I love the
phrase “bull’s eye.” It means you have hit the center of the target. In the
world of municipal public policy, this means getting right to the nub of the
issue and coming up with just the perfect solution.
many regional groups of mayors who meet regularly. These leaders of cities and
towns love being with and learning from each other. I get to go to a lot of
these meetings, and one of my favorites is, as they call themselves, “The
Bull’s Eye Group” – mayors from the various municipalities adjacent to the
Highway 85 corridor, starting with Brighton and going north through Weld
extraordinary municipal leaders are mostly from the smaller towns, with the
exception of Mayor Tom Norton’s Greeley, and they meet pretty regularly every
few weeks to “cut to the chase” and hit the bull’s eye on the issues that
matter most to them.
night, I met with the Bull’s Eye Group: Eaton Mayor Scott Moser, representing
one of the prettiest little communities around; Kersey Mayor Bob Kellehuis, who
has worked in The Denver Post circulation department for 35 years –
maybe traveling to more towns for his work than I do for mine; the Evans mayor,
the great Lyle Achziger, whom I thank along with his city council for allowing
us to have their City Manager Aden Hogan serve as CML president this past year;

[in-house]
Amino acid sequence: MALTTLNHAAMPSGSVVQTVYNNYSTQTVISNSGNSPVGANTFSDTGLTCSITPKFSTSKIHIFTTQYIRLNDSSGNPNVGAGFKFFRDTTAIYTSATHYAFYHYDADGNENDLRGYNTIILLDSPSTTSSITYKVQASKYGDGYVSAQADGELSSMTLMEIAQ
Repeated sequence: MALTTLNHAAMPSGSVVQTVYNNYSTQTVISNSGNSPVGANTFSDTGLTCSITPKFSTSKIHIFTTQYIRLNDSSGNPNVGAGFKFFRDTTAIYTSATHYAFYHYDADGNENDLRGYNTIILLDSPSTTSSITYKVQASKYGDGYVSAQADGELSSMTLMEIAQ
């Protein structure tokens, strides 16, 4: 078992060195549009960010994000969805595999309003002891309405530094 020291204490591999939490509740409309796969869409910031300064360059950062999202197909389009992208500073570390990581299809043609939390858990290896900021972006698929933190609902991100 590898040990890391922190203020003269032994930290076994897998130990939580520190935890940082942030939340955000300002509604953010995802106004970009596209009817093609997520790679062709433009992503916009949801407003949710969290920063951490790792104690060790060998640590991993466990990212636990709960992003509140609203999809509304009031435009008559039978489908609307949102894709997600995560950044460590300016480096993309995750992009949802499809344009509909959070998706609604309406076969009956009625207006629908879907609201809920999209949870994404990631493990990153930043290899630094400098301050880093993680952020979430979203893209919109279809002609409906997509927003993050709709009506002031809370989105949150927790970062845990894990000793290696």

Keenesberg Mayor Danny Kipp, who likes to tell me that he represents “The home
of 500 happy people and a few soreheads”; Mayor Milt Tokinaga, who represents
Milliken, which has one of the nicest municipal complexes for a town of its
size; Platteville’s Bonnie Dunston, who is as feisty as they come and I love
her for it; and Fort Lupton Mayor Tommy Holton, who currently serves on the
Colorado Oil & Gas Conservation Commission and we honor his service.
to my old pal of long-standing, Weld County Commissioner (and no shrinking
violet herself) Barb Kirkmeyer. She talked at length and with great eloquence
about the county’s emergency dispatch system and the challenges facing local
government in the complex world of emergency communications. She was joined
with the manager of the county’s operations, Mike Wallace, who was equally
impressive. Public safety is a core function of government, and likely one of
the most important services provided by counties and municipalities.
What a great
group of leaders. And, here is the best part – I work for them. Could anyone
ask for a better job? They are hitting the bull’s eye in their public service
on a regular basis.
How do you
hit the mark and find the “sweet spot” on a tough issue? I would like to hear